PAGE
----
Paranormal plagiarism

Some juvenile over at the Cryptozoology.com forum hijacked my post on Cryptozoology and Sham Inquiry without citing the web site. This is just another example of how paranormal communities, even so-called skeptical members, engage in unprofessional and childish behavior.

Regarding topics that rely on anecdotes and FOAF stories, there is unconcious plagiarizing and morphing of stories all the time. However, these get formalized as “facts” in books. I’m reading Randi’s book Flim Flam about how Charles Berlitz failed to check even the most basic claims about accidents within the Bermuda Triangle. This happens CONSTANTLY in popular paranormal stories. No one checks facts. The story elements added by the teller for dramatic effect become “facts” and get perpetuated in new books that copy the first! That’s why serious researchers seriously doubt this stuff.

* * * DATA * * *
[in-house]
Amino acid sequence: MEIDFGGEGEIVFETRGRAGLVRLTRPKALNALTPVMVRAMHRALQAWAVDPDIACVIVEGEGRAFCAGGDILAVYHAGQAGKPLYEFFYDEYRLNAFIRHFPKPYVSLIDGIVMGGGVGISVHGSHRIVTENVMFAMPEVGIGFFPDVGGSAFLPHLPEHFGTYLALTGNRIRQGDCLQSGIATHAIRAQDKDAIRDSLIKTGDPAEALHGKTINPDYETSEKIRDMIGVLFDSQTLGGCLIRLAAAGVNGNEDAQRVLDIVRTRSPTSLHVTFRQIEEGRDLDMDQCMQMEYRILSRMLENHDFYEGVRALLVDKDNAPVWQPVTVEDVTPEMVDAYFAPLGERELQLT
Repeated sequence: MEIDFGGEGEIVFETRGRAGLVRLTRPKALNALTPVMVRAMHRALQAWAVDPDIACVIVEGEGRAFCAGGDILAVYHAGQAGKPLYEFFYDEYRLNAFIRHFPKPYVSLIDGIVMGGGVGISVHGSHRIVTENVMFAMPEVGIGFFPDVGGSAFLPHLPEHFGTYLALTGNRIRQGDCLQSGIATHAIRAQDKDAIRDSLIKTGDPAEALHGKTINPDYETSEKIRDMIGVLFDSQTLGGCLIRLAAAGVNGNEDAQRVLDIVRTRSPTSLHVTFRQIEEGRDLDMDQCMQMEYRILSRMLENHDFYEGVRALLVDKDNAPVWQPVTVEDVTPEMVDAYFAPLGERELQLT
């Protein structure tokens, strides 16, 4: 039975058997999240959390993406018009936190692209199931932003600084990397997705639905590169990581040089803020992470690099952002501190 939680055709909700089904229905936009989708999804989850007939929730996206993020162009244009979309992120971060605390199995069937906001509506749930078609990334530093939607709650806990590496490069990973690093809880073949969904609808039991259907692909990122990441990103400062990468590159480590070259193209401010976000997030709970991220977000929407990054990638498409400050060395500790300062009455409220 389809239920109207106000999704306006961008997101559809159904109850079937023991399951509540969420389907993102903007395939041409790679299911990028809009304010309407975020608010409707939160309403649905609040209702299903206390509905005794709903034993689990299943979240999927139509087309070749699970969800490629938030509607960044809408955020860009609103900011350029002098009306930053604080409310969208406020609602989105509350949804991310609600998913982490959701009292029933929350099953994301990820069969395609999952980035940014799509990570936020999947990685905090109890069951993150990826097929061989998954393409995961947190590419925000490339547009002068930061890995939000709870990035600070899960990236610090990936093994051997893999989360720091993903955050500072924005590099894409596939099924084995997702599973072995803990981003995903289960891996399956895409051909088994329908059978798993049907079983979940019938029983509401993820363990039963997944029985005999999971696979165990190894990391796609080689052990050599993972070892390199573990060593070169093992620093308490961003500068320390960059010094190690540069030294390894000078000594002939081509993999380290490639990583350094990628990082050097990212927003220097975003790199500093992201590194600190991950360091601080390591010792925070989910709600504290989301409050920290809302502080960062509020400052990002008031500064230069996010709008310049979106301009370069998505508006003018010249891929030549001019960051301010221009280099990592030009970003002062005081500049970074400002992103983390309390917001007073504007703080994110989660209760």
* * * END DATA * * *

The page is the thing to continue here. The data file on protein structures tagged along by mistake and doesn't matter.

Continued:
There is a thing called primary sources, ever heard of them? For example, when I wrote a paper about Newton’s experiments, I was so paranoid about getting facts right that I got Newton’s own writings to reference. Then, I felt better about talking about the whole episode. I couldn’t just rely on the commentary others made about it, even experts.

I feel flattered (sort of) that my post got traction on the site. There are some good people and smart, thoughtful skeptics there. But, the fact that this goes on frequently and sources are not cited or checked out is so…Fortean. Fort took odd tales at face value. All the ridiculous stories he published credulously. Yo, people. That’s not science. It’s folklore, urban legends, old wives tales. For entertainment purposes only. Let’s step it up a bit.

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Fluent in science, animals, paranormal culture. Expert in weird news. Doubtfulnews.com SpookyGeology.com

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